Israel's Labour party leader has appointed Raleb Majadele as science and technology minister - making him the first Arab Muslim in Israel's cabinet.
Mr Majadele said his nomination was "great news for the Arab public"
Amir Peretz said the "historic" appointment would improve relationships among different groups in Israel.
Mr Majadele replaces Ophir Pines-Paz who quit last October in protest at the addition of ultra-nationalist party Yisrael Beitenu to the coalition.
However, Mr Majadele's appointment has drawn angry criticism.
Esterina Tartman, chairman of Yisrael Beitenu, said Mr Majadele's appointment was a "lethal blow to Zionism", the Haaretz news website reported.
The comments have prompted lawmakers to call for the ultra-nationalist party to be expelled from the coalition government led by Prime Minister Ehud Olmert.
Yoram Marciano, Labour's parliamentary chief, called on Mr Olmert to oust Yisrael Beitenu and for Labour to reconsider whether it can "sit in the government with this racist party".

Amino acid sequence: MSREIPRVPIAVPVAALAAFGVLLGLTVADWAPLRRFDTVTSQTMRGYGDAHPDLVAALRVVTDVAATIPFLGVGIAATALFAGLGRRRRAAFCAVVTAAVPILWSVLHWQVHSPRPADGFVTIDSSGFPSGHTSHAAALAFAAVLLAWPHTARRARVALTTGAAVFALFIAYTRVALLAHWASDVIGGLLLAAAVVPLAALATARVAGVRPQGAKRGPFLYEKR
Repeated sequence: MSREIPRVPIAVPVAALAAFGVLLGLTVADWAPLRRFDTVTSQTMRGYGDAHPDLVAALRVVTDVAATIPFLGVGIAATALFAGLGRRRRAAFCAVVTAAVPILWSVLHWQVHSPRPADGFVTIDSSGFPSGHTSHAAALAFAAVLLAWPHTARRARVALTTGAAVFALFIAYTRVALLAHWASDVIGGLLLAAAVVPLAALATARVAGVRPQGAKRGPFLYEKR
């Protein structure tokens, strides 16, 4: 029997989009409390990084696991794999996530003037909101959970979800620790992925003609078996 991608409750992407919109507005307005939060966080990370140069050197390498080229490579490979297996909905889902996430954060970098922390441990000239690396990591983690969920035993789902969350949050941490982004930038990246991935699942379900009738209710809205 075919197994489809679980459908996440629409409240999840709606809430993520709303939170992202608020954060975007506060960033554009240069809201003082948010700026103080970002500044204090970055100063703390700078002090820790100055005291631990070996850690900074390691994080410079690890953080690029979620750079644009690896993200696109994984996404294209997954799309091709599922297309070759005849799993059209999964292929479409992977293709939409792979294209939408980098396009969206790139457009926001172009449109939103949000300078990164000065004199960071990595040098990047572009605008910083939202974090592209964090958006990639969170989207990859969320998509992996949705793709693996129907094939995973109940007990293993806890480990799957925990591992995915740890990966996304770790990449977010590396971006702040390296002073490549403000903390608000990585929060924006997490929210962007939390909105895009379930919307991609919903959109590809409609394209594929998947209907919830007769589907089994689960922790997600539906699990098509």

"No believer in equality and democracy can accept them being on the agenda," said Michael Eitan of the Likud opposition party.
Arab citizens of Israel make up about 20% of Israel's estimated population of seven million.
"This is a historic development and undoubtedly it will bring about an improvement in the relationships among different groups in Israel," Mr Peretz said following the announcement.
The Labour leader also said Mr Majadele's inclusion in the cabinet will balance the presence of ultra-nationalist Avigdor Lieberman, leader of Yisrael Beiteinu.
"It's great news for the Arab public. It's a correct step in the direction of equality. We have many challenges ahead of us," Mr Majadele said.
The Israeli press is speculating that the appointment of Majadele will allow Mr Peretz to rally support among Israeli Arab citizens of Israel ahead of party elections in May.
The Labour party has seven ministers in the Israeli cabinet.
An Israeli Druze, Salah Tarif, was appointed minister without portfolio in 2001.